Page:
In 2007, he was selected to serve a three-year term on the American Association of State Colleges and Universities (AASCU) Board of Directors, an organization which represents over 420 U.S. public college and university presidents and more than 3.7 million students or 56 percent of the enrollment at all public four-year institutions. He was elected Secretary-Treasurer of the organization in 2008, chaired the organization in 2010-2011, and again served on the AASCU Board in 2013. For the past ten years, he has served as one of five faculty members for the week-long AASCU New Presidents’ Academy providing instruction to more than 200 new presidents and chancellors. He currently chairs the Finance Committee of the American Academic Leadership Institute and the AASCU Financial Review Committee He previously served three years as president of the Ohio Valley Conference and is currently a member of the Conference finance committee. He has been elected to the St. Louis Regional Chamber Board of Directors and is a member of the Hawthorne Foundation.
In addition, he is the vice president for membership on the executive board of the Greater St. Louis Council, Boy Scouts of America, and was elected by local council associates to serve on the National Council, Boy Scouts of America. In 2010, he was awarded the Silver Beaver Award, the highest honor bestowed upon a Boy Scout volunteer by a council.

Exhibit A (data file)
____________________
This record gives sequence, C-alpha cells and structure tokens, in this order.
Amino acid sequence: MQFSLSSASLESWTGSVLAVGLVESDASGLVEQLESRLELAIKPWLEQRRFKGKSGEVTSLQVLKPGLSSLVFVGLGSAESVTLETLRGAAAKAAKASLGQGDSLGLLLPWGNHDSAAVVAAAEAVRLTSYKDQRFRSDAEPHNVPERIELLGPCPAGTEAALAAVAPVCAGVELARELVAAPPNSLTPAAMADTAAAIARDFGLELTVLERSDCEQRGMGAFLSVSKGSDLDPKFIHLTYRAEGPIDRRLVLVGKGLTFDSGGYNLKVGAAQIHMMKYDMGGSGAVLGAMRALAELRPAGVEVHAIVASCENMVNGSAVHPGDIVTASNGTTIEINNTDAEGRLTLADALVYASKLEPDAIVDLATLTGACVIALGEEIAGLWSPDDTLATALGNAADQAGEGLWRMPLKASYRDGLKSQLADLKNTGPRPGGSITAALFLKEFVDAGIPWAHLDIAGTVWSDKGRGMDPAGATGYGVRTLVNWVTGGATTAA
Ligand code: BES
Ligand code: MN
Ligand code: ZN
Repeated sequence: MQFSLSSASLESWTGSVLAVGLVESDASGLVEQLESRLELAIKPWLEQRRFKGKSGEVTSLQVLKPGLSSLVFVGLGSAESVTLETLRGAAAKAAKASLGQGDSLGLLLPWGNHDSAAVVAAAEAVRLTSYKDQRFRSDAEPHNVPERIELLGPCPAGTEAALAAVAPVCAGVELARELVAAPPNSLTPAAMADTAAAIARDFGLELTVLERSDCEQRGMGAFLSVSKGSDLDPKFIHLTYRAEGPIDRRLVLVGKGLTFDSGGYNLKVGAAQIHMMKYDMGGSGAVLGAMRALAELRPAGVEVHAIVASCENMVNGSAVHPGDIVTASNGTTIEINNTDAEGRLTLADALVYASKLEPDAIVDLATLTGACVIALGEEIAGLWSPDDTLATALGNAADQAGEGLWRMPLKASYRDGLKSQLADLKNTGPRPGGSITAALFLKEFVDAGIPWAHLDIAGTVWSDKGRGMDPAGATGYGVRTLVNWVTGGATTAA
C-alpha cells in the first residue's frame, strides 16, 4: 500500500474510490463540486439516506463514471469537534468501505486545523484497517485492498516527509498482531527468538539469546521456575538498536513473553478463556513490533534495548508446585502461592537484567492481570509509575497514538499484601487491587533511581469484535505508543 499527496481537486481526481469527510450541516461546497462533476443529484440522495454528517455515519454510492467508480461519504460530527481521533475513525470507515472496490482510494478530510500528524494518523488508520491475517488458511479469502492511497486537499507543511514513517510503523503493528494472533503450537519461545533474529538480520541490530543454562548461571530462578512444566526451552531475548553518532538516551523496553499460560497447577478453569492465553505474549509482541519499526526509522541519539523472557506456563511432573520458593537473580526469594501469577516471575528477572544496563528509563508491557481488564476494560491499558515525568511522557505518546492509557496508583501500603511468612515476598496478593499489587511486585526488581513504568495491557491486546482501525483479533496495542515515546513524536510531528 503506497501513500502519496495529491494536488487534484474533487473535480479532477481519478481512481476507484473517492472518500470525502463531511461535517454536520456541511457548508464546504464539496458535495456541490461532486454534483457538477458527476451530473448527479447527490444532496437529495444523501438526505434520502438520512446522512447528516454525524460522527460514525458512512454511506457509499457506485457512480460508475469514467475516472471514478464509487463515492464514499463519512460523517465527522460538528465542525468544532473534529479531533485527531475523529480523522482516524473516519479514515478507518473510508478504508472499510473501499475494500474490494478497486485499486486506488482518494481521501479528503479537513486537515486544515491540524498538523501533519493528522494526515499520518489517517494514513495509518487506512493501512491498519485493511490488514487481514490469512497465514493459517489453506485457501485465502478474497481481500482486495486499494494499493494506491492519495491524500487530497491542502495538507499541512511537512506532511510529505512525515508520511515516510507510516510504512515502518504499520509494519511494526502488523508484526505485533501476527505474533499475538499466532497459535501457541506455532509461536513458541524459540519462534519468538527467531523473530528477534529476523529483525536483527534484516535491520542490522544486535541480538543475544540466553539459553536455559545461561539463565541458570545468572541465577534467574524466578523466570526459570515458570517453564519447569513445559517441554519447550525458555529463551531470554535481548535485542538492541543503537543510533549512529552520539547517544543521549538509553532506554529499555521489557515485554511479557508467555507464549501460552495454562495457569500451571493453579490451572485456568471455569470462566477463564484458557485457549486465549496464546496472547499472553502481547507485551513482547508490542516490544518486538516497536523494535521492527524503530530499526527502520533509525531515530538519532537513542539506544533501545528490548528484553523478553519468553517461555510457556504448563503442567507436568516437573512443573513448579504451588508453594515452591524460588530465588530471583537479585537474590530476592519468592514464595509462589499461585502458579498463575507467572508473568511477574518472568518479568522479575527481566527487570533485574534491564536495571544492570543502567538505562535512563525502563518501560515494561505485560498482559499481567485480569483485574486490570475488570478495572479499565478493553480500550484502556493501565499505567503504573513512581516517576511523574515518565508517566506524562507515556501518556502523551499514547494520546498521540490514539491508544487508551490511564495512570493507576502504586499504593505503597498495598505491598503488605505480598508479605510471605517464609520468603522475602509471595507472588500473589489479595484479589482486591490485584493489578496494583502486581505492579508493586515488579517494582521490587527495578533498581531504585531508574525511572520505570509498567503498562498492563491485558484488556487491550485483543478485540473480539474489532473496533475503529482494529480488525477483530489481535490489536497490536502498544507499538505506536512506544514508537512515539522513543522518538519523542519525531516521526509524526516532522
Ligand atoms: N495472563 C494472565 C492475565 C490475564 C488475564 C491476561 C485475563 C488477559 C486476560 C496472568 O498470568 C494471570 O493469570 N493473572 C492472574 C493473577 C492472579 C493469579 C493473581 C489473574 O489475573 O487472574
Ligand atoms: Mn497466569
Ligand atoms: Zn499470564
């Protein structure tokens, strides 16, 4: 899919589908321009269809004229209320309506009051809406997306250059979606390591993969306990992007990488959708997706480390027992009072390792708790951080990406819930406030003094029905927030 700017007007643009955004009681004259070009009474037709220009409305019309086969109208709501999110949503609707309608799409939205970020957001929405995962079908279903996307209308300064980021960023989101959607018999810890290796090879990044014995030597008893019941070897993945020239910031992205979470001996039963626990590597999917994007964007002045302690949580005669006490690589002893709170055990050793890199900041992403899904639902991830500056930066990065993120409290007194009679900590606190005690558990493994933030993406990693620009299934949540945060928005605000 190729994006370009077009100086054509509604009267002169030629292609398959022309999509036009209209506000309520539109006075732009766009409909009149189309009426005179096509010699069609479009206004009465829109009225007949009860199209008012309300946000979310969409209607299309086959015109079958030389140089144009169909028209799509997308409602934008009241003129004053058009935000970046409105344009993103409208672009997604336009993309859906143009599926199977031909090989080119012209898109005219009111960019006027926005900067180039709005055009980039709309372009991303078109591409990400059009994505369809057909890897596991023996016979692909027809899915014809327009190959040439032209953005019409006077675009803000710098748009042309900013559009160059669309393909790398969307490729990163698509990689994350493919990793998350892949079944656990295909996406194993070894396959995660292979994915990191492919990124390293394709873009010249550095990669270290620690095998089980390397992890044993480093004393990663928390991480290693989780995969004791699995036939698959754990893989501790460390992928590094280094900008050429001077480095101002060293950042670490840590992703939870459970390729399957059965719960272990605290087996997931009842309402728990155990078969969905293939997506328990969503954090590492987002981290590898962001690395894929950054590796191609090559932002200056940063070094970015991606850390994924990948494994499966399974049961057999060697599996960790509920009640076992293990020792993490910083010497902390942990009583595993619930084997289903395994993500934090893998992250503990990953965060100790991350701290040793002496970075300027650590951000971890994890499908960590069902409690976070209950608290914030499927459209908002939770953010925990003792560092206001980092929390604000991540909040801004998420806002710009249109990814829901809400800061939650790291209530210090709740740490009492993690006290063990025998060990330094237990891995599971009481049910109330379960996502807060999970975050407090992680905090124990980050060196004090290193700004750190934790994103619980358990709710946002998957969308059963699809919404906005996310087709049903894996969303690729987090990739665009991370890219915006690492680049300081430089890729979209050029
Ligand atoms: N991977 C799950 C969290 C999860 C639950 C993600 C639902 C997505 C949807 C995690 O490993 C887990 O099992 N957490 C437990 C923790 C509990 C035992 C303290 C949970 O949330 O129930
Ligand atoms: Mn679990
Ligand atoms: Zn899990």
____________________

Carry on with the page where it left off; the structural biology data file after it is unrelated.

He earned his B.S. degree in accounting from the University of Akron (Ohio) in 1971 and served as a commissioned officer and civilian executive in the U.S. Air Force for almost 10 years where he was awarded the 1978 Air Force Audit Agency Outstanding Civilian Auditor of the Year. He received the M.B.A. degree in 1979 from Old Dominion University where he was awarded the 2001 Distinguished Alumni Award, and the Ph.D. in higher education administration in 1987 from Kent State, where in 2011, he was awarded the Alumni Leadership Award for the College of Education, Health and Human Services Annual Hall of Fame Awards. He is also a Certified Public Accountant in Ohio.
Dr. Dobbins and his wife, Jeanine Larson Dobbins, Founder and Director Emeritus of the Missouri Statewide Early Literacy Intervention Program based at Southeast, have a son, Paul Larson Dobbins, and a daughter-in-law Stacey Borage Dobbins, who are both Southeast graduates, and two grandsons, Lincoln Kenneth Dobbins and Brady Larson Dobbins.